Relativizing Sovereignty: Remedial Secession and Humanitarian Intervention in International Law

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Abstract:

This article will consider the relationship between remedial secession and humanitarian intervention in international law, concepts that share certain common features. Both relate to the sovereignty and territorial integrity of states, and suggest that such principles are relative rather than absolute in the face of human rights violations. Humanitarian intervention may allow other states to engage in unilateral military intervention without United Nations Security Council authorization in response to those same events. Meanwhile, remedial secession focuses on challenges from within a state by groups seeking to separate from an oppressive system. Although remedial secession and humanitarian intervention are somewhat peripheral in international law, it is argued that both stem from liberal ideas central to statehood, so international law cannot entirely ignore them. Nonetheless, they remain connected more with the legitimacy of the law than its positive content. However, both concepts can be seen in certain circumstances to provide support for secession. Politically, there has been a correlation between the success of secession and outside assistance. Historically, external intervention has played a significant role in establishing many of the world's states. This article will focus on three situations where humanitarian intervention and remedial secession have been invoked: Bangladesh, Kosovo, and South Ossetia and Abkhazia.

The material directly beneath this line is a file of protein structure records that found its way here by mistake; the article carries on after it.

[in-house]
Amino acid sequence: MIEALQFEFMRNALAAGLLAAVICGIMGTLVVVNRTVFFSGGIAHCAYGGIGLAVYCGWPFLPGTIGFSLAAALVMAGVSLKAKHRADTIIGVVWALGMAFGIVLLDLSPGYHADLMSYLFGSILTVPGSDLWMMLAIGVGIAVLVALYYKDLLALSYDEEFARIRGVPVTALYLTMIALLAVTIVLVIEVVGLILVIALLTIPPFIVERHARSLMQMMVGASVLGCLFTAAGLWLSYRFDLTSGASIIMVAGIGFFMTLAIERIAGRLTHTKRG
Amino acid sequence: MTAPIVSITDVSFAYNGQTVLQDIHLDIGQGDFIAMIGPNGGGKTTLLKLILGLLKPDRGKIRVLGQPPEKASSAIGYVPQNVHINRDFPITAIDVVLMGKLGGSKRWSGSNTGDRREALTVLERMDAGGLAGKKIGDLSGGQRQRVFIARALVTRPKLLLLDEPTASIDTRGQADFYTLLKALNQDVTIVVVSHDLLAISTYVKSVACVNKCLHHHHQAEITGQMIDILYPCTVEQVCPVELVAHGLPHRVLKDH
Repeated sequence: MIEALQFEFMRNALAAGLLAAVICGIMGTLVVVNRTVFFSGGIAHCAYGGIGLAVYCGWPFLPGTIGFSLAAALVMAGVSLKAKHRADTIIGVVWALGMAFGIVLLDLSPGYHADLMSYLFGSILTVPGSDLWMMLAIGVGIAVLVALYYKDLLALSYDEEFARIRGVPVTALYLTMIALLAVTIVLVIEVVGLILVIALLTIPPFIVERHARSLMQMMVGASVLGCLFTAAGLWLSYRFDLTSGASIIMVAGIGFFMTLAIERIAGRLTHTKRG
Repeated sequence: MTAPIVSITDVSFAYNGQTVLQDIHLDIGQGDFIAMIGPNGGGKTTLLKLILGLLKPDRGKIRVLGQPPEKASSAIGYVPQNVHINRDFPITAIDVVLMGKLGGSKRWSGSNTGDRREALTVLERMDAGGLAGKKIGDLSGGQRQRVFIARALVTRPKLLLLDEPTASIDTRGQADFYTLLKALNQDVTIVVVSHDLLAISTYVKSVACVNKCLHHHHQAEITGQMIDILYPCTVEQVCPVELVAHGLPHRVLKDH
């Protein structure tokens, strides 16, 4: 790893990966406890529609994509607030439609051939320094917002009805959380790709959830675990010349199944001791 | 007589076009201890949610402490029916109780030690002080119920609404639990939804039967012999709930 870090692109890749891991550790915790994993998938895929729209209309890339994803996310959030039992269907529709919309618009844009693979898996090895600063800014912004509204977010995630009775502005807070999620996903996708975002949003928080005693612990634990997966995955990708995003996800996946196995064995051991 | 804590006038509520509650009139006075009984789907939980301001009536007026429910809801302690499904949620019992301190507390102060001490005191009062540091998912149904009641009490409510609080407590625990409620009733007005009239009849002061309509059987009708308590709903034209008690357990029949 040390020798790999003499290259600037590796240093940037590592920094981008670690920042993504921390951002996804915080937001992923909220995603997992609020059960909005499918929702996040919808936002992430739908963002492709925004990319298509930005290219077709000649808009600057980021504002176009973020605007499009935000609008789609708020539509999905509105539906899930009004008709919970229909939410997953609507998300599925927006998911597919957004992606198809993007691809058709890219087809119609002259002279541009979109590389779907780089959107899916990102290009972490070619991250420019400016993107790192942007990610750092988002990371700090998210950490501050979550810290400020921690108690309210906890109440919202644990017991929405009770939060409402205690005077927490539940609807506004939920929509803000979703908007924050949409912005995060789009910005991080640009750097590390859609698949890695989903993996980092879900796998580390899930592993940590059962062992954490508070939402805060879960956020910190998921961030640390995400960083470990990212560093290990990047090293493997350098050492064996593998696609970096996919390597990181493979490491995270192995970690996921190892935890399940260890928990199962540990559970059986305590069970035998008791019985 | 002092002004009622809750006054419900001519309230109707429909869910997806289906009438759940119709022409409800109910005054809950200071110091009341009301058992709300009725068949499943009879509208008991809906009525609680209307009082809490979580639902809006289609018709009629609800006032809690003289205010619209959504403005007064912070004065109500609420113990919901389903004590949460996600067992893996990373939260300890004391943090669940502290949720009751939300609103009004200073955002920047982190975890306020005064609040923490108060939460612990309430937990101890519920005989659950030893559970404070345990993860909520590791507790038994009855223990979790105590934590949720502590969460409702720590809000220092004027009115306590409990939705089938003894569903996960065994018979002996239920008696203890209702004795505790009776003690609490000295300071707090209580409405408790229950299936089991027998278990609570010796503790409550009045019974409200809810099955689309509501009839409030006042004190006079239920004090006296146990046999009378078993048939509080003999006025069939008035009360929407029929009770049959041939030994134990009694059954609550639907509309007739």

Document Type: Research Article

Publication date: May 1, 2010

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  • The St Antony's International Review (STAIR) is the only peer-reviewed journal of international affairs at the University of Oxford. Set up by graduate students of St Antony's College in 2005, the Review has carved out a distinctive niche as a cross-disciplinary outlet for research on the most pressing contemporary global issues, providing a forum in which emerging scholars can publish their work alongside established academics and policymakers. Past contributors include Robert O. Keohane, James N. Rosenau, and Alfred Stepan.
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